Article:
The following relates to a modern equivalent - the surface mount "chip resistor". These are available in carbon film (older) and metal oxide film (most newer ones) and also work by utilising a layer of conductor which is "fired" onto an insulating surface. They also usually have resistances which are to broadly distributed to be suitable for use directly and so they also are "trimmed". Because the resistor element is (usually) a flat rectangle the trimming does not use a spiral but instead either material is trimmed off one side of the rectangle or (more usually) a range of patterns are cut into the rectangle to increase the overall resistance. For experimental purposes (usually) the resistive layer may be abraded (eg by "sanding or scraping) to decrease its thickness and so increase its resistance.

The various methods of altering resistance have various obvious and less obvious effects on resistance characteristics. Long term resistance values, amount of "drift" and rate of drift are process dependent and to obtain high accuracy long term stable resistors significant effort may be required.

The usual zillion pictures - each picture links to a related page

'Modern" chip resistors are often LASER trimmed in various ways. Methods vary with some methos having less impact on RF performance than others.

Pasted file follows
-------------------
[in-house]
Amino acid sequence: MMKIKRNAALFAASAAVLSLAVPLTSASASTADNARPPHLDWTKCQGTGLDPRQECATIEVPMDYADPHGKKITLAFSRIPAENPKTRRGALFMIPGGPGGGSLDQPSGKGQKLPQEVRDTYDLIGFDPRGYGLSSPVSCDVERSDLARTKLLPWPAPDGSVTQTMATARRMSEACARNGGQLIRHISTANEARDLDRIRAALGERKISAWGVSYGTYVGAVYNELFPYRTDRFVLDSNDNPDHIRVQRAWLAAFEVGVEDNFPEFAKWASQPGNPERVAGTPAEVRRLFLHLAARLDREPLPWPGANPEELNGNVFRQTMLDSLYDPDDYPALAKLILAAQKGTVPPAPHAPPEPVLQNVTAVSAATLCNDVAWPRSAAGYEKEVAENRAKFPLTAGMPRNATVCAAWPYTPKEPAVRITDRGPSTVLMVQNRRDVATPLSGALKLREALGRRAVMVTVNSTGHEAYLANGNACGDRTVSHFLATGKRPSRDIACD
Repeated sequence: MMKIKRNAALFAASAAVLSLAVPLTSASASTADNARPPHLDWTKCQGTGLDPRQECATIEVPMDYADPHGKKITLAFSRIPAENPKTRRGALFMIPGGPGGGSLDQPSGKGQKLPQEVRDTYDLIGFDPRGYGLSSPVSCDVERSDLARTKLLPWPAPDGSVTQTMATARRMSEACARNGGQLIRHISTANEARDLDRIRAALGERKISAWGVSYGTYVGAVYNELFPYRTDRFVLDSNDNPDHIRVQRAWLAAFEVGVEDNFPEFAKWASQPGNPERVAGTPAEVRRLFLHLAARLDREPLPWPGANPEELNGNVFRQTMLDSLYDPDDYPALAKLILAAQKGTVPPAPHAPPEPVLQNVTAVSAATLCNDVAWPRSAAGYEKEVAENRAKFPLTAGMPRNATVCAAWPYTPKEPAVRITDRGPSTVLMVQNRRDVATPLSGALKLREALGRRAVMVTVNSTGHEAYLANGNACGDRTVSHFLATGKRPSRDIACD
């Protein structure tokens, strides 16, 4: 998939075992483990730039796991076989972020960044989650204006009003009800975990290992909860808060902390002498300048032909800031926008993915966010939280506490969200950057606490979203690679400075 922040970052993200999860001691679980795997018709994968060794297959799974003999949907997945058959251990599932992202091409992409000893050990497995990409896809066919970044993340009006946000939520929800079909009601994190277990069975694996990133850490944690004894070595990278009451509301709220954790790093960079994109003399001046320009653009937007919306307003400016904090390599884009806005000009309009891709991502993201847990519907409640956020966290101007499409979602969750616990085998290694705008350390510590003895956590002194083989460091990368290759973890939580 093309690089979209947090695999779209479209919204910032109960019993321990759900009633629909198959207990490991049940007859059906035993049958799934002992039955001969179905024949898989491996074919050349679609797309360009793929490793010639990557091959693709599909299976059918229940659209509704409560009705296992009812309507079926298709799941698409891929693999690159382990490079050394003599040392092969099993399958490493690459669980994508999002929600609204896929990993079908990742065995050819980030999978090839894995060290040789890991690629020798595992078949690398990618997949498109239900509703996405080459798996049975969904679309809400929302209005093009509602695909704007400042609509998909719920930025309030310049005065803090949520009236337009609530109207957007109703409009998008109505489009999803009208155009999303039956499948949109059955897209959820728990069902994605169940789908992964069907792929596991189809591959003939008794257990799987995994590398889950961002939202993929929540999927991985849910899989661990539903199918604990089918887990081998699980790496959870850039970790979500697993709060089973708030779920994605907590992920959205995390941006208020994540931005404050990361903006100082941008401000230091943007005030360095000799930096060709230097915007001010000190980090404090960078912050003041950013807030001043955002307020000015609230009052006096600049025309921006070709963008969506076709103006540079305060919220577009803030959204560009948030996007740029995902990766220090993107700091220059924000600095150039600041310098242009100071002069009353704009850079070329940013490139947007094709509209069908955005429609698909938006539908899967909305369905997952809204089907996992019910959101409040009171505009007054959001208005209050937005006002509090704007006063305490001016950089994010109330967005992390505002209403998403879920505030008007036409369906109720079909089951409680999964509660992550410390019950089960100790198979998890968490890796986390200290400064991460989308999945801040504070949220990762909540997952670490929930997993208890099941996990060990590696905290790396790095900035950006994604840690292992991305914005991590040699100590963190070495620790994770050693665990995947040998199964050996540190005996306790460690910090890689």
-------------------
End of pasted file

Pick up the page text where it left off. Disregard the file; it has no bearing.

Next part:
See eg Useful document. Pictures were missing when I looked but this might be due to Win 8.1 / Boxing Day too much food blues / Murphy / reboot needed - looks like a worthwhile page if pictures appear.

Advanced resistor trimming aspects +/- 0.02% target.

• Manufacturers are now being required to shrink the case size as well as improve the gain adjustment capability, final trimmed accuracy, and repeatability. In order to accomplish these goals simultaneously and in a manner consistent with the high throughput requirements of standard TFCR production lines, a new generation of green (532nm) laser system has been developed. Unlike previous IR laser based systems, the green wavelength affords a significant reduction in the spot size of the laser and a corresponding reduction in the kerf width and thermal effects. Combined with a unique serpentine cutting routine, this provides the basis for a significant increase in the gain adjustments and an increase in final resistor accuracy and repeatability.

Use of user trimmable resistors - Vishay Why what you get may not be what you want if you do it wrong and how to do it right.

Useful 1 page resistor trimming summary This is a company's 'what we can do page' but shows offered trim patterns and achievable results.

Basic trimming cuts

At 1st glance this looks like "just" a Vishay 6 page resistor spec sheet - Post insertion trimmable with instructions but contains instructions on how to post insertion LASER trim the products.

LASER trimming machinery - awesome stuff